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Cancer. 2000 Jul 1;89(1):53-9.

Analysis of factors affecting the appearance of hepatocellular carcinoma in patients with chronic hepatitis C. A long term follow-up study after histologic diagnosis.

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  • 1Department of Internal Medicine, Jikei University School of Medicine, Tokyo, Japan.



Hepatocellular carcinoma (HCC) occurs more frequently in patients with hepatitis C virus (HCV)-related chronic liver disease than those with hepatitis B virus-related disease. It is important to assess the factors affecting the development of HCC.


A long term follow-up study involving patients with chronic HCV was performed retrospectively. A total of 153 patients diagnosed between June 1981 and November 1990 with chronic HCV with or without cirrhosis by liver biopsy were enrolled in a long term follow-up study (average, 99.4 months) and the cumulative incidence rate of HCC and factors affecting the appearance of HCC were examined.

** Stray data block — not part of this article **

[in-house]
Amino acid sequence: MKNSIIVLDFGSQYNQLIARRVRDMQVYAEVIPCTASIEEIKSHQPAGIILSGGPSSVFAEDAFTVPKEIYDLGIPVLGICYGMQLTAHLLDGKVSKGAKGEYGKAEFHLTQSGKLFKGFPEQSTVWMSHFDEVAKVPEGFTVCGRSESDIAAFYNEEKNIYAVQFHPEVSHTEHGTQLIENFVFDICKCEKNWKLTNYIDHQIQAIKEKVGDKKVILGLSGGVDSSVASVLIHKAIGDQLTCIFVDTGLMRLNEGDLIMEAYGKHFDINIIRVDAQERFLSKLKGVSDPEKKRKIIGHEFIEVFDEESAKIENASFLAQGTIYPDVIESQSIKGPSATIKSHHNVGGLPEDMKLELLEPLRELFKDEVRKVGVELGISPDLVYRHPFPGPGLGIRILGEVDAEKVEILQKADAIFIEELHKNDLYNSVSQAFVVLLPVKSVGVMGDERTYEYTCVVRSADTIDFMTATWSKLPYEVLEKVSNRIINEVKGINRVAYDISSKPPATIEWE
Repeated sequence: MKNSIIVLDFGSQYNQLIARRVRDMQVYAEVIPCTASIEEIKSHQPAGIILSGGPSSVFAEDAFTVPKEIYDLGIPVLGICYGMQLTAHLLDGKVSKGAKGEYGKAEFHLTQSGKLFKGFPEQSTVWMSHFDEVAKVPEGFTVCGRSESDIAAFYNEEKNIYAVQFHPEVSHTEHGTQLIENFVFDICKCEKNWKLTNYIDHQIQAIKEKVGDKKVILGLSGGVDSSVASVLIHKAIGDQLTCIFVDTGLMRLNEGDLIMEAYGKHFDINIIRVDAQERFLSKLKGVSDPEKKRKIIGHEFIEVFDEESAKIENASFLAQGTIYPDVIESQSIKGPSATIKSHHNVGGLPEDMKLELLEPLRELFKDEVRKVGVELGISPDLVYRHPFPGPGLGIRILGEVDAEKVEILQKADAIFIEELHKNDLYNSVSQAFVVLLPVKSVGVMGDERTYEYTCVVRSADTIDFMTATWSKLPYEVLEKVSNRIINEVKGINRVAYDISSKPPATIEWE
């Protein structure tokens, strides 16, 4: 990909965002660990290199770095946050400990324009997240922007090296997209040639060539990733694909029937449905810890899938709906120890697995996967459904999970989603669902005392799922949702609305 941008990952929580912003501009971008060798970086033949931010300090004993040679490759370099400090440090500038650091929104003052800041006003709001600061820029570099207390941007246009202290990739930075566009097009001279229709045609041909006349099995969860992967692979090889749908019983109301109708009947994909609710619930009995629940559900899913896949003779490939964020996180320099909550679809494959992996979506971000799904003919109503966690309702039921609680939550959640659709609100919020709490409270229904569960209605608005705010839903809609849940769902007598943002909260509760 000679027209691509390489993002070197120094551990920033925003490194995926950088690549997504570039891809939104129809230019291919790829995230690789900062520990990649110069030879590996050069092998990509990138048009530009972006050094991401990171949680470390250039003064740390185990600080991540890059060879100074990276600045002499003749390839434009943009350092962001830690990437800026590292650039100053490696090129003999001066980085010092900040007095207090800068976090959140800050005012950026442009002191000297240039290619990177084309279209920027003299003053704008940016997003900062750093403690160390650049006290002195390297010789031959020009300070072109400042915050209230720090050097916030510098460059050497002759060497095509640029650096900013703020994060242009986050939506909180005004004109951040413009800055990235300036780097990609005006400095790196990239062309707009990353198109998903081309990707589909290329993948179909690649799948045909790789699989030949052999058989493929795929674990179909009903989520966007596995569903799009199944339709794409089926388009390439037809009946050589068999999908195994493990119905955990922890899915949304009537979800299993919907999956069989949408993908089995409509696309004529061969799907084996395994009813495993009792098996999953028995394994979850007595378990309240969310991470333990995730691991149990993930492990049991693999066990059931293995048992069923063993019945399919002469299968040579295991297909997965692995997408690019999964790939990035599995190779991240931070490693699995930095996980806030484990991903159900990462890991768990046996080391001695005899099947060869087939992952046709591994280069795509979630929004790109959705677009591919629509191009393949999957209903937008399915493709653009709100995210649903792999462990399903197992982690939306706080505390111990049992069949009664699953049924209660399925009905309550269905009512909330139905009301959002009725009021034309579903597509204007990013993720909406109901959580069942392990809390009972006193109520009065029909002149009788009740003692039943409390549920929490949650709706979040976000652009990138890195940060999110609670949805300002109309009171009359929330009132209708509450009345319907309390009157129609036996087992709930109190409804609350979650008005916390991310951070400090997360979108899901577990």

The 5-year cumulative incidence rate was 9%, the 10-year cumulative incidence rate was 23%, and the 15-year cumulative incidence rate was 42%. The annual rate of incidence increased as the follow-up period progressed. The authors selected ten variables and investigated their effect on the incidence rate of HCC, including age, gender, habitual heavy drinking, positivity of antibody against hepatitis B virus surface antigen, treatment with interferon (IFN) during the follow-up period, maximum and minimum serum alanine aminotransferase levels during the follow-up period, histologic staging, grading, and irregular regeneration of hepatocytes. Of the 10 variables, age (> 50 years), habitual heavy drinking, and histologic staging were determined to be independent risk factors according to multivariate Cox proportional hazards regression analysis. IFN therapy by itself was not found to be an independent factor affecting the appearance of HCC.


In patients with chronic HCV, the annual incidence rate of HCC appeared to increase as the follow-up period progressed. According to the results of the current study, the factors that independently affected the development of HCC were age, habitual heavy drinking, and histologic staging.

Copyright 2000 American Cancer Society.

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